"Depression is typically thought to be a late adolescent or adult issue, but it can also be an issue for children," says Stacey Brown, a licensed mental health counselor in Fort Myers, Florida, and a professor of Human Services at Edison State College. This can make it harder to recognize and diagnose depression in children. Although true depression is not common among young children, an estimated 2 percent of school-aged children do suffer from the condition, according to the National Alliance on Mental Illness.
"It is important to realize that depression usually results from a combination of factors, so looking for a 'smoking gun' or assigning blame is not helpful and can be counterproductive in the treatment process," says Jephtha Tausig-Edwards, Ph.D., a clinical psychologist and clinical instructor at Mt. Sinai Medical Center in New York City. "Very often, children become depressed because of stressful life events, such as a severe illness or passing of a beloved relative, peer, or pet, especially if several of these occur within a relatively short time frame." Children can also become depressed if they do not feel successful academically or socially at school, or if there are conflicts in the home such as regular fighting between their parents or an impending divorce. "Not all children will react to these events by becoming depressed, but it's important to look for the signs and symptoms of depression if they do develop," Dr. Tausig-Edwards says. "Depression is treatable and in most cases, individuals experience relief within three months to one year of when their symptoms started."
"We think it's easy to be a kid, but life for a child can be challenging and painful," says Rachelle Theise, Psy.D., a clinical assistant professor and child psychologist at The NYU Child Study Center. Kids who feel "different" because of their looks or interests and kids suffering from a learning disorder or academic failure may be more at risk for depression, as are those who face serious health issues, extended hospital stays, or family problems such as divorce, domestic violence, or substance abuse. Genetics also play a major role. "Children who have first-degree biological relatives with depression are two to four times more likely to be at risk for depression than children without depressed first-degree biological relatives," Dr. Tausig-Edwards says. Although some kids may be at higher risk, it's important to remember that any child can experience depression.
So how do you know if your child is depressed or just a little blue? It can be hard to tell. "Parents need to trust their instincts. If they think something is wrong, it probably is. The litmus test for depression is longevity and continuity of symptoms across several scenarios," Brown says. Moodiness may come and go, but depression has a constancy that separates it from the normal trials of growing up. "If the child maintains these symptoms in different settings over time -- if he's sad at school, sad at home, sad at Disney World, sad at restaurants, sad at friends' house -- then, it's a problem," Brown says.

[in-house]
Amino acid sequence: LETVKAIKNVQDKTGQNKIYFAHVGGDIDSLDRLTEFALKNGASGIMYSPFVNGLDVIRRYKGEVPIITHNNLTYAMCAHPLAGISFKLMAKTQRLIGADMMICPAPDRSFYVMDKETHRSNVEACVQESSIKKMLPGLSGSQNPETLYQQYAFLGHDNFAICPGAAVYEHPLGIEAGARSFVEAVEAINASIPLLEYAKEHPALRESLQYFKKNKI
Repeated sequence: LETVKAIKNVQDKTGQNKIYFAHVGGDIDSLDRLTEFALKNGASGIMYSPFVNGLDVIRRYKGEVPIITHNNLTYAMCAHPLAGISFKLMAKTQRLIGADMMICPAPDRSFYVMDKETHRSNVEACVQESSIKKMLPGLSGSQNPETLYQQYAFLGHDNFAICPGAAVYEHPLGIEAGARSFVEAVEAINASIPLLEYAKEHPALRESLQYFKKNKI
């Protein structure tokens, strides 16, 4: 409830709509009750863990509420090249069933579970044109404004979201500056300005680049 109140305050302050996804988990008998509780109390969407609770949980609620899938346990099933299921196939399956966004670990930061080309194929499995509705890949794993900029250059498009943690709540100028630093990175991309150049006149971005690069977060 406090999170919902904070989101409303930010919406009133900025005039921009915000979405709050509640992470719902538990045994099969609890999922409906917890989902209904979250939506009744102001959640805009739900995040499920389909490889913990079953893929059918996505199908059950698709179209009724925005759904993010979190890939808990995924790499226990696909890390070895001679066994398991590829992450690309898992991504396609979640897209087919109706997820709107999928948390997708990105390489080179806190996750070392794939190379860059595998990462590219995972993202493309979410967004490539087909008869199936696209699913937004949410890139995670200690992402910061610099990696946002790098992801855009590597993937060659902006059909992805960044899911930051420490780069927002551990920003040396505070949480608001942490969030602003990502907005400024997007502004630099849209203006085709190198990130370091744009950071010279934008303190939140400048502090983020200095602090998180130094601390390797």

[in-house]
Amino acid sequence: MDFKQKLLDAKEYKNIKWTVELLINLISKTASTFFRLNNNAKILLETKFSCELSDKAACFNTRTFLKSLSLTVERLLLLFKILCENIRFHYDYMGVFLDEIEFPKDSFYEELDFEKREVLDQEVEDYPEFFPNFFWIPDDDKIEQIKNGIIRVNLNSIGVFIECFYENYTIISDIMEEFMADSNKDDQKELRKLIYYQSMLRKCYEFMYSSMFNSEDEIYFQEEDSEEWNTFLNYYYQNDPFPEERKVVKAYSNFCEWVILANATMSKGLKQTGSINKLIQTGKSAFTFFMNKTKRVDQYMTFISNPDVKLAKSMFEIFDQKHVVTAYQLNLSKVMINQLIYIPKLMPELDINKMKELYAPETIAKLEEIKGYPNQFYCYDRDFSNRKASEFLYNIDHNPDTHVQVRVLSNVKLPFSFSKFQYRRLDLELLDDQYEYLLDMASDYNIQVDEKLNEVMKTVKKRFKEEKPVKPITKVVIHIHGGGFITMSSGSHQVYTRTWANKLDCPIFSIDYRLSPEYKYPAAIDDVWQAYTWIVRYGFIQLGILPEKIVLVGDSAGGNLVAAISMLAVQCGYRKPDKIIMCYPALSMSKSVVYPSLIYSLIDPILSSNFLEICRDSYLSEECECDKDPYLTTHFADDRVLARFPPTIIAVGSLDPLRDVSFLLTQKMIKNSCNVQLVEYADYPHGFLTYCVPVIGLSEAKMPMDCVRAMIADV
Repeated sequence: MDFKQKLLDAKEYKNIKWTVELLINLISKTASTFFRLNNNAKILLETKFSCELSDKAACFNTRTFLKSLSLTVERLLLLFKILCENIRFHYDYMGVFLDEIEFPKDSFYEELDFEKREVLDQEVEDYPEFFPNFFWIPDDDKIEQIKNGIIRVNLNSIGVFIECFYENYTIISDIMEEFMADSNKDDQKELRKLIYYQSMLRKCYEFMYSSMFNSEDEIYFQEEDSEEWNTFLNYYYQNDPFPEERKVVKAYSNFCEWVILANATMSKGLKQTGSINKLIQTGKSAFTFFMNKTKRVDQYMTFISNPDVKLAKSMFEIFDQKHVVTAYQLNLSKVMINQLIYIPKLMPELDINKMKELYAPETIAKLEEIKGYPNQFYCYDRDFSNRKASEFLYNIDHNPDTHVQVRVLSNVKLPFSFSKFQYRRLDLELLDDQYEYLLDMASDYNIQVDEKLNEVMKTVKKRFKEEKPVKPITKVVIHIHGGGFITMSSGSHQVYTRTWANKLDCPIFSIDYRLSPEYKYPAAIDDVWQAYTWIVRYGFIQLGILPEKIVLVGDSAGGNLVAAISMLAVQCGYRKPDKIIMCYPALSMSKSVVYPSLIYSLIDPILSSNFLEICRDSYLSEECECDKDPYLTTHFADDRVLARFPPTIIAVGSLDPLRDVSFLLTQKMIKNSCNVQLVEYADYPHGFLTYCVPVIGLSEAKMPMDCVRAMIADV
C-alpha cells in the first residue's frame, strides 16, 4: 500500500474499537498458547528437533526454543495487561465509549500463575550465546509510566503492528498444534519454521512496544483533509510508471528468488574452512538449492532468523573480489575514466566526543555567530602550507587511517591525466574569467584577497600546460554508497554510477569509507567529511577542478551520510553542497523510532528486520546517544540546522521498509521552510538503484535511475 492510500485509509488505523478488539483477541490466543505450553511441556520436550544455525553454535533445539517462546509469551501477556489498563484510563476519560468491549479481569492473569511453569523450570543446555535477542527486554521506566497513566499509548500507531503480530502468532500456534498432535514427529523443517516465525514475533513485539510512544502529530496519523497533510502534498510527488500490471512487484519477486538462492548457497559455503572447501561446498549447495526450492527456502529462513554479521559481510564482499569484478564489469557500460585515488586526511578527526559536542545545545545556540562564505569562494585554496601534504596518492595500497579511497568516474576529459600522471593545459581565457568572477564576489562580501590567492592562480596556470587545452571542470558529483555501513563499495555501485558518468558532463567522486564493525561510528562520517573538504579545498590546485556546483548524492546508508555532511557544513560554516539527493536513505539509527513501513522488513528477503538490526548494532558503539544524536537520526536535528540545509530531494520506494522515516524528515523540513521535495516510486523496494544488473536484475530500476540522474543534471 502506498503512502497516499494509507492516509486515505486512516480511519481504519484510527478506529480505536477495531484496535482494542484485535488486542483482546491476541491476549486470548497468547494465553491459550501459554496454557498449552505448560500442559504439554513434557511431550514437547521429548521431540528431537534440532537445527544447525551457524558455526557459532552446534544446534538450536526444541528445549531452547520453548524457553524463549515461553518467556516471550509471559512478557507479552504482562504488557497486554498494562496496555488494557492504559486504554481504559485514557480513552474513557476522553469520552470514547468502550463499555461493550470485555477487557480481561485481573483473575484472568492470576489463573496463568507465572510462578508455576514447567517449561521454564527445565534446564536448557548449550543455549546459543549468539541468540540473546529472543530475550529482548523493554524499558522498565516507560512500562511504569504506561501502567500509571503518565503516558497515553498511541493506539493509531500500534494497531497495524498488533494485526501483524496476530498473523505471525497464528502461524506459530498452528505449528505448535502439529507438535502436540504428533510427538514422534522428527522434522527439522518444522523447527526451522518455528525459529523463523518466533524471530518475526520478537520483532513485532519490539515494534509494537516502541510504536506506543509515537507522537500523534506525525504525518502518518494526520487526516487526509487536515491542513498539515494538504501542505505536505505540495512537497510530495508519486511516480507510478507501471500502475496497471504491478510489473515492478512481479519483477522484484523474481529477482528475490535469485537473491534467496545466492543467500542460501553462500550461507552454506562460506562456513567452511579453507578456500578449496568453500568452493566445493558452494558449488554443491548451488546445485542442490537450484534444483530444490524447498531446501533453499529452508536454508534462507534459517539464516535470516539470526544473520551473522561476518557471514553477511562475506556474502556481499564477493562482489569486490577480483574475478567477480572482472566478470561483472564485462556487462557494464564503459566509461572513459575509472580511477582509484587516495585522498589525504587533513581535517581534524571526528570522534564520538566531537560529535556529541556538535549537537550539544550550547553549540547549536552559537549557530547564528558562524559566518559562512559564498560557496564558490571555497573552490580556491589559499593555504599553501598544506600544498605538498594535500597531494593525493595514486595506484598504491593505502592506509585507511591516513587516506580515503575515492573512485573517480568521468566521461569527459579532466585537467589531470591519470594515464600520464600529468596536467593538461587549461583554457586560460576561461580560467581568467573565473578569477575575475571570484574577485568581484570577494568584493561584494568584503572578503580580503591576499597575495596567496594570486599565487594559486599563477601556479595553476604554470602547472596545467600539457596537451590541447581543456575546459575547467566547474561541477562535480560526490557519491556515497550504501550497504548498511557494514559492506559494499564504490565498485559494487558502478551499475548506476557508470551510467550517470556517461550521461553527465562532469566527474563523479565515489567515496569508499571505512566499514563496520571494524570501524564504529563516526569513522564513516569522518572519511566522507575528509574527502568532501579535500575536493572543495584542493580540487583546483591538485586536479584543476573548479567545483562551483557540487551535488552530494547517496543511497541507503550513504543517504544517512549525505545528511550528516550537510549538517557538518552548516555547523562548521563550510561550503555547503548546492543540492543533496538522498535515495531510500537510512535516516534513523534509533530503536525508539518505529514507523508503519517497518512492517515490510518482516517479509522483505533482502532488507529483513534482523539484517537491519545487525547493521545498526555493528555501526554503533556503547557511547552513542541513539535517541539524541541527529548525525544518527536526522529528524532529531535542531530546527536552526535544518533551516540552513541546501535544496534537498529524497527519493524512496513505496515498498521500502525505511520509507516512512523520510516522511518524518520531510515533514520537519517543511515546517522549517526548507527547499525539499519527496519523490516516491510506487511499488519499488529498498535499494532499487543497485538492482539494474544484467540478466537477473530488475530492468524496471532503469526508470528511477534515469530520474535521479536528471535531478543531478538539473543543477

"It's important to know the signs of depression so parents can accurately understand their kid's distress," Dr. Theise says. And it's important to note that kids who experience any symptoms of depression may not actually be depressed. Some older children may write stories or poems or draw pictures that will provide insight into their moods. "If your child is expressing her feelings, that is therapeutic and should be encouraged," Brown says. "But if the parent is concerned about what is written or drawn, seek professional advice."
Parents should also be concerned if symptoms last for more than two weeks and persist in various settings, Dr. Theise says. Watch out for the signs of depression below, which are compiled from the Anxiety & Depression Association of America and the America Academy Child & Adolescent Psychiatry. Learn how to distinguish depression from temporary blues so you can help your child.
If you're concerned that your child may be depressed, provide your child with opportunities to feel supported and loved, and talk about the situation together. Try giving the child time to talk and hang out with other supportive adults in his life, such as older siblings, aunts or uncles, or other family friends who you have trusted with your child's emotional state. Take your child to a pediatrician to rule out any medical conditions that may be appearing as depression, Dr. Theise suggests. But "if the child's behavior or moods are restricting life or [affecting] family activities, if he's not able to demonstrate the usual happiness or joy or withdraws from friendships or has trouble sleeping, or if the child says he'd like to talk to someone, it's time to seek help," Brown says.
There are two main forms of treatment for depression in children: psychotherapy and pharmacology. Psychotherapy, or talk therapy, relies on a psychologist (or psychiatrist or social worker) to help your child work through her negative feelings. Pharmacology relies on medication to treat depression; currently, fluoxetine (Prozac) is the only antidepressant specifically approved by the FDA for children. Like all medications, antidepressants can have side effects and parents should be vigilant in asking questions about the benefits and potential risks if medication is recommended by your child's doctor.
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